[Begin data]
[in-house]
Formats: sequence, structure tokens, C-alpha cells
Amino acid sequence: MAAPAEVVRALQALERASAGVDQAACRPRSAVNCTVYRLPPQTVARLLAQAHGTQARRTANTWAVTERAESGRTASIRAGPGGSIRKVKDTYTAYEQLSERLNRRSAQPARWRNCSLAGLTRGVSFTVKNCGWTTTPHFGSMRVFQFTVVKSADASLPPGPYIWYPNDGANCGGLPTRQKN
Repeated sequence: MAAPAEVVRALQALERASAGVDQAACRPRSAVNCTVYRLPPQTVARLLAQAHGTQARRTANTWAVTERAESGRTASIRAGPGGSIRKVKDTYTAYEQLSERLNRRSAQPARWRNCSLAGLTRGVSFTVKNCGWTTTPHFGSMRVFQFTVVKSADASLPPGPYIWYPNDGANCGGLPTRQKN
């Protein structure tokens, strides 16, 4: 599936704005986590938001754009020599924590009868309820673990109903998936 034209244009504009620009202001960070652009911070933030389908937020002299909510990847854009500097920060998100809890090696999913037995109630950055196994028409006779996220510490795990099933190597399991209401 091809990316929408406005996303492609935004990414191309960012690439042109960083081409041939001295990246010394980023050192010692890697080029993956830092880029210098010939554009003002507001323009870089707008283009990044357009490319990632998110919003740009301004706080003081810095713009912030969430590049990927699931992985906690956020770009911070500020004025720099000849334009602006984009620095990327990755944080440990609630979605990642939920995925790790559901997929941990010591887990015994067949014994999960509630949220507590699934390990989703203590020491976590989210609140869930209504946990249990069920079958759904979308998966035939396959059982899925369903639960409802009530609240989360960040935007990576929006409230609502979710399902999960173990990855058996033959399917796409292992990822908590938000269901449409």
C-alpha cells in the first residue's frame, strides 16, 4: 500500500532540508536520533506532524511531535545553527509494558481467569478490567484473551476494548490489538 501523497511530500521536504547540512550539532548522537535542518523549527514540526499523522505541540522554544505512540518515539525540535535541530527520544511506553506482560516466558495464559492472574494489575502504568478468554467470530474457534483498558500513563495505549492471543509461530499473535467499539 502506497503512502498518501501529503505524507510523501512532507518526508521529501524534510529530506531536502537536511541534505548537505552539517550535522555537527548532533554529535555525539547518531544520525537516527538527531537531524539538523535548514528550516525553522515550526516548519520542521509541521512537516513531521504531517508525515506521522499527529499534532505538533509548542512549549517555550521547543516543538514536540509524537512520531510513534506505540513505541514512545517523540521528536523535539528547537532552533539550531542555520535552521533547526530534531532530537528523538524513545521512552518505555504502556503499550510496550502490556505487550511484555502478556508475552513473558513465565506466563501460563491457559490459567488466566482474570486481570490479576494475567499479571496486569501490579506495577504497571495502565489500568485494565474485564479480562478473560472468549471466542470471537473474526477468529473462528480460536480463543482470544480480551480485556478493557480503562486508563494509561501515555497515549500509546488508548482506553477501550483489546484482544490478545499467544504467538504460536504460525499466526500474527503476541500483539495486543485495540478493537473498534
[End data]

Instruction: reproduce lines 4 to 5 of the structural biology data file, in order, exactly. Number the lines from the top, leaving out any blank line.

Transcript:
Repeated sequence: MAAPAEVVRALQALERASAGVDQAACRPRSAVNCTVYRLPPQTVARLLAQAHGTQARRTANTWAVTERAESGRTASIRAGPGGSIRKVKDTYTAYEQLSERLNRRSAQPARWRNCSLAGLTRGVSFTVKNCGWTTTPHFGSMRVFQFTVVKSADASLPPGPYIWYPNDGANCGGLPTRQKN
């Protein structure tokens, strides 16, 4: 599936704005986590938001754009020599924590009868309820673990109903998936 034209244009504009620009202001960070652009911070933030389908937020002299909510990847854009500097920060998100809890090696999913037995109630950055196994028409006779996220510490795990099933190597399991209401 091809990316929408406005996303492609935004990414191309960012690439042109960083081409041939001295990246010394980023050192010692890697080029993956830092880029210098010939554009003002507001323009870089707008283009990044357009490319990632998110919003740009301004706080003081810095713009912030969430590049990927699931992985906690956020770009911070500020004025720099000849334009602006984009620095990327990755944080440990609630979605990642939920995925790790559901997929941990010591887990015994067949014994999960509630949220507590699934390990989703203590020491976590989210609140869930209504946990249990069920079958759904979308998966035939396959059982899925369903639960409802009530609240989360960040935007990576929006409230609502979710399902999960173990990855058996033959399917796409292992990822908590938000269901449409």